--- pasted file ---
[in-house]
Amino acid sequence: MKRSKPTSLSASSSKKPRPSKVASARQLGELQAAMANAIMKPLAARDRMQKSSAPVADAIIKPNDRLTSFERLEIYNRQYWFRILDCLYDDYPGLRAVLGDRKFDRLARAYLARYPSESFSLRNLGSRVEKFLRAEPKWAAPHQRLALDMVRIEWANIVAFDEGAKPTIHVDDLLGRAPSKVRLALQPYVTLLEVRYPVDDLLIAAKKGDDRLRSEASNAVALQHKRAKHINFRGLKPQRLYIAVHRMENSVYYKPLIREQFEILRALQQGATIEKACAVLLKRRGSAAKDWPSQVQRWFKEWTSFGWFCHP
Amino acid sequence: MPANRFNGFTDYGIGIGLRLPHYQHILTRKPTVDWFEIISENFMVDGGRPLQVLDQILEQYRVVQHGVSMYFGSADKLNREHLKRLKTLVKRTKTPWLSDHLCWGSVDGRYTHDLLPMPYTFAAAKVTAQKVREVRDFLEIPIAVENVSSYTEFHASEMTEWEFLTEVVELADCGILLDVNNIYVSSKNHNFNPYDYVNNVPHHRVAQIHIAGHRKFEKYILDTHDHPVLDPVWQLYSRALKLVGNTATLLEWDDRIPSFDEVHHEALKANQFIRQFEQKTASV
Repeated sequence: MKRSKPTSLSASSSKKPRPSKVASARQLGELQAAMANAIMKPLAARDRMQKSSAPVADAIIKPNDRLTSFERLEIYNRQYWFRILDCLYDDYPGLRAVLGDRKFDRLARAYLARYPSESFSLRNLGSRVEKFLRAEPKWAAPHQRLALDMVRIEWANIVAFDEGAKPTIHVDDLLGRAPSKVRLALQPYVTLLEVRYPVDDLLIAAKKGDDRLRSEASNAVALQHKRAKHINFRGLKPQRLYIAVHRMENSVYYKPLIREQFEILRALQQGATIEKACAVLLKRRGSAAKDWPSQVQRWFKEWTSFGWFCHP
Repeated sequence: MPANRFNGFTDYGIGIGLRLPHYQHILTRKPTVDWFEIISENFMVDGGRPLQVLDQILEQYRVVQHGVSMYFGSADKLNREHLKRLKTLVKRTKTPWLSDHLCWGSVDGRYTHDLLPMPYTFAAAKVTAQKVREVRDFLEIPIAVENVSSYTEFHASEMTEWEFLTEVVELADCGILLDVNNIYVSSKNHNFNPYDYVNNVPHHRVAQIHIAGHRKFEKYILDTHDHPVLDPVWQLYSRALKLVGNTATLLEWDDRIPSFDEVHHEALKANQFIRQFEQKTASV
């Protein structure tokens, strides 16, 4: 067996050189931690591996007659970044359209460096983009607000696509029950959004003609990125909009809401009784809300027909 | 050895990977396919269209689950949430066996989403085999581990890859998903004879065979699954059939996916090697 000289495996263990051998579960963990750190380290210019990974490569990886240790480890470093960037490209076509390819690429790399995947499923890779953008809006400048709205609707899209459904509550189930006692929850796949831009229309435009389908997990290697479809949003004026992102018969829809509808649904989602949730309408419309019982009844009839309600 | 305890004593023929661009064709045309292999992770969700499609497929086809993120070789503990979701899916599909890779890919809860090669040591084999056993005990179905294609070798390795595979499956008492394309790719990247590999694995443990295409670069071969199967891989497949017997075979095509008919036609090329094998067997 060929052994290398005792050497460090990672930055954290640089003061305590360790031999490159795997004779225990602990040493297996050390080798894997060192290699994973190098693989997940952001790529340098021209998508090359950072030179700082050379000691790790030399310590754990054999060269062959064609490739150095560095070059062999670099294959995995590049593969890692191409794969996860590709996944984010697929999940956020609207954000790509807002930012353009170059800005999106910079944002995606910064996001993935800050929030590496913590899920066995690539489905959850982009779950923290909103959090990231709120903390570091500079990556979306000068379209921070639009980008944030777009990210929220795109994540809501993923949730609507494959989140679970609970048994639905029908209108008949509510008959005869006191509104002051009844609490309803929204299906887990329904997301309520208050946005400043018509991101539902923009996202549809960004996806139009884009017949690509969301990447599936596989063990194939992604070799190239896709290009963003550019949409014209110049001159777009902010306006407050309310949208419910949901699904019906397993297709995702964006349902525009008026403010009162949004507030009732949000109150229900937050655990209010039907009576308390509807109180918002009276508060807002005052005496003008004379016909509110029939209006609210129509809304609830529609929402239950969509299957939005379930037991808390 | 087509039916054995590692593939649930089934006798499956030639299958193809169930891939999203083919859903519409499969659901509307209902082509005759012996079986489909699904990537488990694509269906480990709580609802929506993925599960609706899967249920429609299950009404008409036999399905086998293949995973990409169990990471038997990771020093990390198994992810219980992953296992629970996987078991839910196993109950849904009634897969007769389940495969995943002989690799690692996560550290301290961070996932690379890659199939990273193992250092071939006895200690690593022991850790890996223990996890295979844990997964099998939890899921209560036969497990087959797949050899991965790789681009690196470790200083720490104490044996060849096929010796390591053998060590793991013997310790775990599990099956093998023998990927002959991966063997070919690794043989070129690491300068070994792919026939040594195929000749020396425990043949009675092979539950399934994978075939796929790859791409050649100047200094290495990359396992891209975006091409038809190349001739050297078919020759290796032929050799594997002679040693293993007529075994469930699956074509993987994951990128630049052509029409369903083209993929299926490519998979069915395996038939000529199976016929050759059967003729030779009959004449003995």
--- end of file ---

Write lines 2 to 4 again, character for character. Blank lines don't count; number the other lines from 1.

Amino acid sequence: MKRSKPTSLSASSSKKPRPSKVASARQLGELQAAMANAIMKPLAARDRMQKSSAPVADAIIKPNDRLTSFERLEIYNRQYWFRILDCLYDDYPGLRAVLGDRKFDRLARAYLARYPSESFSLRNLGSRVEKFLRAEPKWAAPHQRLALDMVRIEWANIVAFDEGAKPTIHVDDLLGRAPSKVRLALQPYVTLLEVRYPVDDLLIAAKKGDDRLRSEASNAVALQHKRAKHINFRGLKPQRLYIAVHRMENSVYYKPLIREQFEILRALQQGATIEKACAVLLKRRGSAAKDWPSQVQRWFKEWTSFGWFCHP
Amino acid sequence: MPANRFNGFTDYGIGIGLRLPHYQHILTRKPTVDWFEIISENFMVDGGRPLQVLDQILEQYRVVQHGVSMYFGSADKLNREHLKRLKTLVKRTKTPWLSDHLCWGSVDGRYTHDLLPMPYTFAAAKVTAQKVREVRDFLEIPIAVENVSSYTEFHASEMTEWEFLTEVVELADCGILLDVNNIYVSSKNHNFNPYDYVNNVPHHRVAQIHIAGHRKFEKYILDTHDHPVLDPVWQLYSRALKLVGNTATLLEWDDRIPSFDEVHHEALKANQFIRQFEQKTASV
Repeated sequence: MKRSKPTSLSASSSKKPRPSKVASARQLGELQAAMANAIMKPLAARDRMQKSSAPVADAIIKPNDRLTSFERLEIYNRQYWFRILDCLYDDYPGLRAVLGDRKFDRLARAYLARYPSESFSLRNLGSRVEKFLRAEPKWAAPHQRLALDMVRIEWANIVAFDEGAKPTIHVDDLLGRAPSKVRLALQPYVTLLEVRYPVDDLLIAAKKGDDRLRSEASNAVALQHKRAKHINFRGLKPQRLYIAVHRMENSVYYKPLIREQFEILRALQQGATIEKACAVLLKRRGSAAKDWPSQVQRWFKEWTSFGWFCHP